Sick daze

Well, I got it. Or it got me. Whatever. It’s my turn. For Covid, that is. 

Some crabby cold symptoms — the usual gunk: light cough, wet nose, swimmy head, a generalized ick — proved to be the real deal today. A test said so. My achy-breaky body bears it out.

Now what?, I wonder. First, I’ll be isolating for five days. Then I’ll take another test. Meantime, lots of fluids, rest, crushing boredom, gratitude that I haven’t lost my taste or smell (yet!), and some reflecting on how foolish I was to think I was impervious to the virus, as I took all the precautions — two rounds of shots plus a booster, regular mask-wearing, mega doses of arrogance, etc. Small irony: I was slated to get my second booster this afternoon. 

They say most of us will get Covid, so I don’t feel completely singled out and picked on (mmm, yes I do). Still, it’s a drag. I’ve had to rearrange my schedule, cancel appointments, and, sorely, I will miss a public reading of one of my brother’s stellar plays. Plus, I have a wee dry cough that sounds like a choking Munchkin.

Reading. I’ll catch up on some reading. I’m already waist-deep into a re-read of Richard Ford’s beautifully observed 1986 novel “The Sportswriter.” A piercing slice of contemporary realism, the book is tinged with rue and humor and grit, and profoundly meditative about the everyday struggle. It’s oddly comforting, despite the sting. 

On deck is “Either/Or,” Elif Batuman’s brand-new sequel to her hit novel “The Idiot.” Like its predecessor, critics adore it (“This novel wins you over in a million micro-observations” — NYT) and the way it sweeps you into a bright young woman’s woolly world of self-discovery. (That’s all I got. I haven’t read it yet.)

I can get all philosophical about contracting the virus, or not. It’s plain as day, and because it’s physical, intellectualizing it, cataloging the myriad ways the body betrays us, is just so much wheel-spinning. So far, the malady feels like a mild head cold — every so often I wonder if I really even have it — and I’m banking on it staying that way. 

Covid can kill you, but so can the flu, or a drive to the pharmacy. I know lots of people who’ve had it and each one pulled through famously. So I’m not too tangled up about it. Everything will be just fine … right?

As the lead in “The Sportswriter” says, “Sometimes I’m afraid … It’s natural to the breed.”

Dog-doo afternoon

Warning: This post discusses poop. Specifically dog poop.

The dog’s poop is marbled with blood. (I told you.) He relieved himself on the basement’s honey-hued carpet, which now bears permanent crimson splotches, some of them in the shape of small nations and rural flyover states. It’s a fecal atlas. 

Flippancy aside, recall: poo, blood, dog. This is eyebrow-raising on one hand, panic-time on the other. Bloody dookie is nothing to snicker, or snarl, at. It’s a call-the-vet-pronto affair, especially when said doggie, Cubby, is also behaving strangely and doing this regurgitation thing in which he chews and swallows whatever he’s just hacked up. It’s coming from both ends. It’s abnormal. We fear for the furball.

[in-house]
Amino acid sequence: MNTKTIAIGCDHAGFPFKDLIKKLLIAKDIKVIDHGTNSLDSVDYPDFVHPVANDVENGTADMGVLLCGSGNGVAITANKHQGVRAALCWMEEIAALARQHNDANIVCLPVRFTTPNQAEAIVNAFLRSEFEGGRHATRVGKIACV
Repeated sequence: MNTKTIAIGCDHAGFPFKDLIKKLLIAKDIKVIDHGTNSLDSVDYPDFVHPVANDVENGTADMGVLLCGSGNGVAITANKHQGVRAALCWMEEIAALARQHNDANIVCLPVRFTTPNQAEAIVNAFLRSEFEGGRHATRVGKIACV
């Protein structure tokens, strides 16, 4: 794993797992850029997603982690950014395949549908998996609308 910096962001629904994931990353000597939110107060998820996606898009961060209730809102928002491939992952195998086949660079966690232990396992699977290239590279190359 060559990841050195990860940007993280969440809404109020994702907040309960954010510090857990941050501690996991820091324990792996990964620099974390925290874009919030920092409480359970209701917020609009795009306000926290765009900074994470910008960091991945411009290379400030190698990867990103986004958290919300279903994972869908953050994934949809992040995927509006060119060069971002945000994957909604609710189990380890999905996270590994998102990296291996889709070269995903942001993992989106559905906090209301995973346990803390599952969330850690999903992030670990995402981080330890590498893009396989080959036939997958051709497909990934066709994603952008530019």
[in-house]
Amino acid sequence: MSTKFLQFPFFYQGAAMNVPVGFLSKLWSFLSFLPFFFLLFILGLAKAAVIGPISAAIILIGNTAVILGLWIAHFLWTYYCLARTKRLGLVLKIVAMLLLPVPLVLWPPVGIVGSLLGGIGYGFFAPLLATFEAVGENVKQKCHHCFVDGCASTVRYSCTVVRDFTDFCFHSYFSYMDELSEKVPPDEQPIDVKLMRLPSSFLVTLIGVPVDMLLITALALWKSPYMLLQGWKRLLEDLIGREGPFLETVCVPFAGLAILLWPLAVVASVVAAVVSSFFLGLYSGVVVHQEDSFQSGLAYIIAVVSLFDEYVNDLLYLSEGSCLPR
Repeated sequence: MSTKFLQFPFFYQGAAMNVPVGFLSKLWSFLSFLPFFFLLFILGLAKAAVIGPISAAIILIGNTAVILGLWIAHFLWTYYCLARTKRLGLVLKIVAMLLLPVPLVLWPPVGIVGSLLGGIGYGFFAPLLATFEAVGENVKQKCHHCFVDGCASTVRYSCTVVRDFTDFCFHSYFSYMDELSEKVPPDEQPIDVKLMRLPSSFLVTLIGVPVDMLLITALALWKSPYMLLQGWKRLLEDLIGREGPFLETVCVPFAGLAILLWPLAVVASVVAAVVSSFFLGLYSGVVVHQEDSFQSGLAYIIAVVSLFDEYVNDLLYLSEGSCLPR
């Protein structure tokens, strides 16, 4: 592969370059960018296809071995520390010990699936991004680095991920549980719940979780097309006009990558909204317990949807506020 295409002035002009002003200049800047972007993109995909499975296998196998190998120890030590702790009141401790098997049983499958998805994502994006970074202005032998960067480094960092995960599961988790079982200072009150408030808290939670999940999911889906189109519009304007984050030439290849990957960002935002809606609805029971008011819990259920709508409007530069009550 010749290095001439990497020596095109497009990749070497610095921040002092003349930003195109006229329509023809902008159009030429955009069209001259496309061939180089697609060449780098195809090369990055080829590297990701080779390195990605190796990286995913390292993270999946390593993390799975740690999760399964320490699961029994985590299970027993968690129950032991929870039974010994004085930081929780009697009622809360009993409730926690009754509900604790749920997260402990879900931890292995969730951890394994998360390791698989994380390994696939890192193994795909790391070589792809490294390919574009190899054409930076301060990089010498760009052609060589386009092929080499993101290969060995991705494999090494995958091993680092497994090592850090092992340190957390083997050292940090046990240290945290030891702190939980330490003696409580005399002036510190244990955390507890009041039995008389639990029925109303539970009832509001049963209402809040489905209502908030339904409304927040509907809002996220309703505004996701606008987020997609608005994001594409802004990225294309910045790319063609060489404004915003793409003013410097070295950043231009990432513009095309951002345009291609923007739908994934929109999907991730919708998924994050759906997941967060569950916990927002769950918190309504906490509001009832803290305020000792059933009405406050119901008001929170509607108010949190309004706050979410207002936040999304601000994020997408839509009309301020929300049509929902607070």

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Cubby in healthier days.

Should I worry if my dog’s stool has blood or mucus? That’s an actual question posted at Pet Health Network, a, well, pet health network that will either assuage your nerves or trigger the trots. 

If you, like me, are a hypochondriac, then you shouldn’t even be visiting sites like this or the human version, WebMD, where I often go to learn that my tennis elbow is likely an inoperable tumor and my heartburn is assuredly a minor stroke.

(Doctors hate sites like WebMD for spawning a nation of needlessly freaked out patients. I used to carry a sheaf of so-called diagnoses that I printed from the internet when I visited my doctor. He wanted to strangle me.)

The answer to the “my dog’s stool” query has several answers, making for something of a rollercoaster ride. Causes might be: an upset stomach from eating bad food (whew); inflammation of the colon (also, probably, whew); internal parasites (some antibiotics and we’re good, right?); cancer (Jesus!); allergies (we can deal); autoimmune disorders (egads). 

Cubby the über-hound is at the vet as I type. (No matter the diagnosis, I won’t let him read this.) The sun is dipping, kicking up skies of charcoal and embers. It’s 35-degrees out, just right, and somebody has to clean up the basement carpet. If Cubby’s OK, he can do it. 

And now a text arrives from Cubby’s mom at the vet: The doc can’t tell what the problem is but the bill, counting all manner of exams, including a stomach X-ray, is a soul-shriveling $901. Almost a thousand dollars in less than an hour. I’m gobsmacked until I remember how I once spent roughly $500 on an ailing pet rat. Animals will do that — break your heart while breaking the bank.

So it appears to be wait and see for schlubby Cubby, despite the red-streaked poop, which is actually the least of the vet’s concerns. The dog has a fever of 103, says the vet, who gave Cubs an antibiotic, anti-nausea meds and fluids for dehydration. The tummy X-ray was sent to a specialist, even though the vet saw nothing unusual in it like, say, a toothbrush or an iPhone.

This non-vet will tell you the animal has been unusually lethargic, and has picked up some odd habits over the days (he’s suddenly fond of karaoke and mojitos) and has dramatically altered his cravings (he wants nachos and Popeye’s). He isn’t chewing his beloved bully stick, which is, literally, a dried bull penis. He canceled his subscription to People and has gone to watching the dreadful third season of “True Detective.”

He’s one sick pup.